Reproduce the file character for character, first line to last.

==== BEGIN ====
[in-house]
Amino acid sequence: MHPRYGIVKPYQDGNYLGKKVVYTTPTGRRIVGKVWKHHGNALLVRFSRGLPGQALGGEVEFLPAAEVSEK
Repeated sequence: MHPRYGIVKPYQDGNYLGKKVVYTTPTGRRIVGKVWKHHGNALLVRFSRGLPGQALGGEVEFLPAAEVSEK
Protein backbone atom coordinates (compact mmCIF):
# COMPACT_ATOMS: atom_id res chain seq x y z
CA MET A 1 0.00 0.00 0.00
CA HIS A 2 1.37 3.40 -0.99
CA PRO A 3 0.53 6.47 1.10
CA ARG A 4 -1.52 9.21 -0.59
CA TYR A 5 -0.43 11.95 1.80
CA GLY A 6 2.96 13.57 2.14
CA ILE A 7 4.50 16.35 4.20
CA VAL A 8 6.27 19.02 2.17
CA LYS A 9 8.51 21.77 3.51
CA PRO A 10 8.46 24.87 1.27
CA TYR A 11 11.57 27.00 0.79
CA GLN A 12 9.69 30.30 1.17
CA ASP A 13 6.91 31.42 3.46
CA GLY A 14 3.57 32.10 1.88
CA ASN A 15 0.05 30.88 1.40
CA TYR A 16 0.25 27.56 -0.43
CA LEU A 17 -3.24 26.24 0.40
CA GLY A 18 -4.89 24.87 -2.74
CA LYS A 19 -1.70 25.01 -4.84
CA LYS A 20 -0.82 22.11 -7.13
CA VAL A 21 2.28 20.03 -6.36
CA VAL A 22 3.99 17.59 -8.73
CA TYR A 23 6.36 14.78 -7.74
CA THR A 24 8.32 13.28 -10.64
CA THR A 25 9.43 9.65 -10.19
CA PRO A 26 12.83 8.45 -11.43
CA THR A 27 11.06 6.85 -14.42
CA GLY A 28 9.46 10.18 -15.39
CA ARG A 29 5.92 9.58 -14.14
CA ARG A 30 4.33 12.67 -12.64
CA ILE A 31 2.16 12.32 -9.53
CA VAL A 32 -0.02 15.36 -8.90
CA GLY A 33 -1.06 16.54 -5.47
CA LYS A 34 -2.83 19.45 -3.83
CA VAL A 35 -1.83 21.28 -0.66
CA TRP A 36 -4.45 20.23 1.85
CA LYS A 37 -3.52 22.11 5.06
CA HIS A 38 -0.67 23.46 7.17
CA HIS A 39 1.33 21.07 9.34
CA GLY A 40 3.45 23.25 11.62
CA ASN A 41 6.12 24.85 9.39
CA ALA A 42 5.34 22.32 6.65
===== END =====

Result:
[in-house]
Amino acid sequence: MHPRYGIVKPYQDGNYLGKKVVYTTPTGRRIVGKVWKHHGNALLVRFSRGLPGQALGGEVEFLPAAEVSEK
Repeated sequence: MHPRYGIVKPYQDGNYLGKKVVYTTPTGRRIVGKVWKHHGNALLVRFSRGLPGQALGGEVEFLPAAEVSEK
Protein backbone atom coordinates (compact mmCIF):
# COMPACT_ATOMS: atom_id res chain seq x y z
CA MET A 1 0.00 0.00 0.00
CA HIS A 2 1.37 3.40 -0.99
CA PRO A 3 0.53 6.47 1.10
CA ARG A 4 -1.52 9.21 -0.59
CA TYR A 5 -0.43 11.95 1.80
CA GLY A 6 2.96 13.57 2.14
CA ILE A 7 4.50 16.35 4.20
CA VAL A 8 6.27 19.02 2.17
CA LYS A 9 8.51 21.77 3.51
CA PRO A 10 8.46 24.87 1.27
CA TYR A 11 11.57 27.00 0.79
CA GLN A 12 9.69 30.30 1.17
CA ASP A 13 6.91 31.42 3.46
CA GLY A 14 3.57 32.10 1.88
CA ASN A 15 0.05 30.88 1.40
CA TYR A 16 0.25 27.56 -0.43
CA LEU A 17 -3.24 26.24 0.40
CA GLY A 18 -4.89 24.87 -2.74
CA LYS A 19 -1.70 25.01 -4.84
CA LYS A 20 -0.82 22.11 -7.13
CA VAL A 21 2.28 20.03 -6.36
CA VAL A 22 3.99 17.59 -8.73
CA TYR A 23 6.36 14.78 -7.74
CA THR A 24 8.32 13.28 -10.64
CA THR A 25 9.43 9.65 -10.19
CA PRO A 26 12.83 8.45 -11.43
CA THR A 27 11.06 6.85 -14.42
CA GLY A 28 9.46 10.18 -15.39
CA ARG A 29 5.92 9.58 -14.14
CA ARG A 30 4.33 12.67 -12.64
CA ILE A 31 2.16 12.32 -9.53
CA VAL A 32 -0.02 15.36 -8.90
CA GLY A 33 -1.06 16.54 -5.47
CA LYS A 34 -2.83 19.45 -3.83
CA VAL A 35 -1.83 21.28 -0.66
CA TRP A 36 -4.45 20.23 1.85
CA LYS A 37 -3.52 22.11 5.06
CA HIS A 38 -0.67 23.46 7.17
CA HIS A 39 1.33 21.07 9.34
CA GLY A 40 3.45 23.25 11.62
CA ASN A 41 6.12 24.85 9.39
CA ALA A 42 5.34 22.32 6.65